Third, The warfare language implies that there were two kinds of knowledge: “religious knowledge”, established only by emotion and authority, and scientific knowledge, established by experience, experiment and testing. If true this would be a disastrous situation, culturally and personally, since it would doom “religious” people to living in a pseudo-reality constructed from dogma and wishful thinking, and “scientific” people living in a meaningless world of emotion-free “facts” each of which they must establish for themselves. But of course neither the “religious” nor the “scientific” person lives in such a world. We live in oneworld, part of which we know on authority, part of which we know on experience. But its full meaning always eludes our grasp, and thus leads us into the uniquely human activities of art, science and worship.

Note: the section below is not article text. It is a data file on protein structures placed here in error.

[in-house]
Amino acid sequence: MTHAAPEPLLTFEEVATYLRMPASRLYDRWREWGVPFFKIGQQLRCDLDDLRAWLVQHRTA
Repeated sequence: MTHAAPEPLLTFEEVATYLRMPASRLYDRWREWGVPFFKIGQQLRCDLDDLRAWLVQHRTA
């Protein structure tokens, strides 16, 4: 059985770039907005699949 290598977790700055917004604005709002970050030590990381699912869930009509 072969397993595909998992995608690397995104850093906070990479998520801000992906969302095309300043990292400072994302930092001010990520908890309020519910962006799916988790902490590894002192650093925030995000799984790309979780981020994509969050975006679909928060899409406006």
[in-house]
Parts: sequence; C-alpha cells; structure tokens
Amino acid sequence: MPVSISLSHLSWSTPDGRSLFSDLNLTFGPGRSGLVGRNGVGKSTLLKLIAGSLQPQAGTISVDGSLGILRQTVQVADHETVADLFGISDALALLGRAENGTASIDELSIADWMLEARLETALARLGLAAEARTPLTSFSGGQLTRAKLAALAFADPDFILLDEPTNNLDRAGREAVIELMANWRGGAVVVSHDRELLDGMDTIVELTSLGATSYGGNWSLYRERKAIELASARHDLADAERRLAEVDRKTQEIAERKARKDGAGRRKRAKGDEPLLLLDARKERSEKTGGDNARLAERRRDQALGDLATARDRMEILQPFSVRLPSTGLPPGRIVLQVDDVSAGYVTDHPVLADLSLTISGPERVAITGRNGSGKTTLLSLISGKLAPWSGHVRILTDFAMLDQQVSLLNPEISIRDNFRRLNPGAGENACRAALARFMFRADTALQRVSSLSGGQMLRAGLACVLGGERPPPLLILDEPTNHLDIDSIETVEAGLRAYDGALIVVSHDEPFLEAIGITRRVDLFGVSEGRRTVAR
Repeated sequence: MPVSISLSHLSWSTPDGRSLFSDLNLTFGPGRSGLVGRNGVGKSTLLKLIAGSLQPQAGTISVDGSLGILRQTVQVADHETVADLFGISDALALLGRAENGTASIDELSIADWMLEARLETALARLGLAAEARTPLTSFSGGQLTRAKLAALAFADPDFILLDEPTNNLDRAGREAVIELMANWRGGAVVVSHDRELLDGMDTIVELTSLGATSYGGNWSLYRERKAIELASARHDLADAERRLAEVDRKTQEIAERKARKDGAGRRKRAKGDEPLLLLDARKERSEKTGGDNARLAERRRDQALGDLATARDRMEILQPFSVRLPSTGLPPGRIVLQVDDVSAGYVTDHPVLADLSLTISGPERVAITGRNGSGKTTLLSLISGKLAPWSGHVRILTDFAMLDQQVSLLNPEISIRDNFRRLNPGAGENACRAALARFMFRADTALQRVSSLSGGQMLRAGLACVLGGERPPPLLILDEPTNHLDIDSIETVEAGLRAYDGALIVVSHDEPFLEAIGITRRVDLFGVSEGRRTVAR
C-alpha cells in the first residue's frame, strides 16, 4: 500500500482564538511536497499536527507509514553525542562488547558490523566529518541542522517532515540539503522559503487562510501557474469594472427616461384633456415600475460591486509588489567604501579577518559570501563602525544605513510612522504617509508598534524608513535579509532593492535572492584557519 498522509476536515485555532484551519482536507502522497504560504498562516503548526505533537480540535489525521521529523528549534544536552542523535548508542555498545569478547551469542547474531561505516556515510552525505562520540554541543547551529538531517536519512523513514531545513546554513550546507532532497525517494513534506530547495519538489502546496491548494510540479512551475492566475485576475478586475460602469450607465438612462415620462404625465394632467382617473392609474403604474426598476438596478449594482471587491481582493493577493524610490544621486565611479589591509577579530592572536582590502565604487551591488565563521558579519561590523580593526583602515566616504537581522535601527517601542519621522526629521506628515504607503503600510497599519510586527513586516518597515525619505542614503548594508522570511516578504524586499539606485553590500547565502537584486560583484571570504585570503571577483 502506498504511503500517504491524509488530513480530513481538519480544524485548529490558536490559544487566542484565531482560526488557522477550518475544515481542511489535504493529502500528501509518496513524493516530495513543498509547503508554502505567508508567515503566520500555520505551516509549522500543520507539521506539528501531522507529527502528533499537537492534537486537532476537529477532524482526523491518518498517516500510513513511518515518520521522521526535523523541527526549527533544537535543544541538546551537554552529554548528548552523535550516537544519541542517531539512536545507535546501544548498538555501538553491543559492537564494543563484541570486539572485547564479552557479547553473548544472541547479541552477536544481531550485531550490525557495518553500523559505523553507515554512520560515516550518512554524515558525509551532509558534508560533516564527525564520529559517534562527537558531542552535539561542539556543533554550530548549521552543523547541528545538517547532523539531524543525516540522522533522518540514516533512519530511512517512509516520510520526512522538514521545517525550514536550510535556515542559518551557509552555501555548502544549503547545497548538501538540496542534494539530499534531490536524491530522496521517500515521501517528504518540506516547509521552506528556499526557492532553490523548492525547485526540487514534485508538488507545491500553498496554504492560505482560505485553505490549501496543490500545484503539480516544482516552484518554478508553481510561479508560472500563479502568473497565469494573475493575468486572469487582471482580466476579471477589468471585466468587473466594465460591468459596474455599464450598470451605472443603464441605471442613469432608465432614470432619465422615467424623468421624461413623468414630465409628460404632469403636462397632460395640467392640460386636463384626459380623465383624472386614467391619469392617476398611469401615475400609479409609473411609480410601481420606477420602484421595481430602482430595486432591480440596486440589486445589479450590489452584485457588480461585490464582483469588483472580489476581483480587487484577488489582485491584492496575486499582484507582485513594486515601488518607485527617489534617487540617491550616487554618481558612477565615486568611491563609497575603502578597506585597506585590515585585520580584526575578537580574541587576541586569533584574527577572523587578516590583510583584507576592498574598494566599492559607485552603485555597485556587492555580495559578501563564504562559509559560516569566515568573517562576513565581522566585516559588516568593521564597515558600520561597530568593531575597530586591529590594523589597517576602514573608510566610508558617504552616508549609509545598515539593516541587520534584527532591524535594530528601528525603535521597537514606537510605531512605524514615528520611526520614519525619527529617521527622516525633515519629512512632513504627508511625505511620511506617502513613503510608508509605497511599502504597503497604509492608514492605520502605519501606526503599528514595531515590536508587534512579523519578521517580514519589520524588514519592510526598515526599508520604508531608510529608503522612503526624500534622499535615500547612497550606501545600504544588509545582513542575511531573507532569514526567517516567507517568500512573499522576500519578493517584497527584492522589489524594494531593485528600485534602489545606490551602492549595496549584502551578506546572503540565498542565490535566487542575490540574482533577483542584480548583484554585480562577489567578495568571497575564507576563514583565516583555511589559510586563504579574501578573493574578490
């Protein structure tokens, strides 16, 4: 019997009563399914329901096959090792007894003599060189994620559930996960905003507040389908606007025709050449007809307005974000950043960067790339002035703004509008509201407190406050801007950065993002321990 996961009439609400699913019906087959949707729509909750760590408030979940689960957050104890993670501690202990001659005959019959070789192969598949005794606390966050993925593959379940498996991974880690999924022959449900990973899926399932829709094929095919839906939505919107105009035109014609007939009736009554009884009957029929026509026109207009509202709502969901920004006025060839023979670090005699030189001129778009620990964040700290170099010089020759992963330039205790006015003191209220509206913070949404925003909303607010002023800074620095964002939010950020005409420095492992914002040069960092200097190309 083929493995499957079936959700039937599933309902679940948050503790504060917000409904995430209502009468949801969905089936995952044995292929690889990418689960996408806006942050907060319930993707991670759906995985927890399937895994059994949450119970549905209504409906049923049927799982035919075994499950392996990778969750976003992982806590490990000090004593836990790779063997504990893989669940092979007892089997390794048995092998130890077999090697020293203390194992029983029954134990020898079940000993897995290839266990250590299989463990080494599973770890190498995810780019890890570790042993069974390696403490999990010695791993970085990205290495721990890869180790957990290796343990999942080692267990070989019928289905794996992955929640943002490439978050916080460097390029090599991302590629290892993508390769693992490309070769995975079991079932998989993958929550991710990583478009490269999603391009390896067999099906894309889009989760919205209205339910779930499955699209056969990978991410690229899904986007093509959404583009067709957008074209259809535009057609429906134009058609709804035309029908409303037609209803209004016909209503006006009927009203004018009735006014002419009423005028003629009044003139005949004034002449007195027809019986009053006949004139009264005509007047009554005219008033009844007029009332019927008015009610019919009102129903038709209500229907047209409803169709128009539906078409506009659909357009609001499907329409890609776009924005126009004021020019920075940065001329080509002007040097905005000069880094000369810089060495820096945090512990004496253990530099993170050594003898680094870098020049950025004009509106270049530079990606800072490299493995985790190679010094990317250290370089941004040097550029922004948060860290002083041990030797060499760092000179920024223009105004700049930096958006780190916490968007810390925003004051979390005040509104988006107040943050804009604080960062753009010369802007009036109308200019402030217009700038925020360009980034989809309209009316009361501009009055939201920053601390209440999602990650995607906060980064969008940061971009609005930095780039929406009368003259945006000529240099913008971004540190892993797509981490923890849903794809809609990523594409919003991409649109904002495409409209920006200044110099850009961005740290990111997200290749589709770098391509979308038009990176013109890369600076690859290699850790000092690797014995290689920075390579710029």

These reflections on the relationship of science and religion cast some light both on Denis Alexander’s recently-posted BioLogos “white paper” on the theological problems raised by thinking scientifically about “Adam”, and some quite caustic responses to that paper by Jerry Coyne and Eric MacDonald on their own websites, writing on behalf of “science” against what they perceive to be the excesses of “religion”.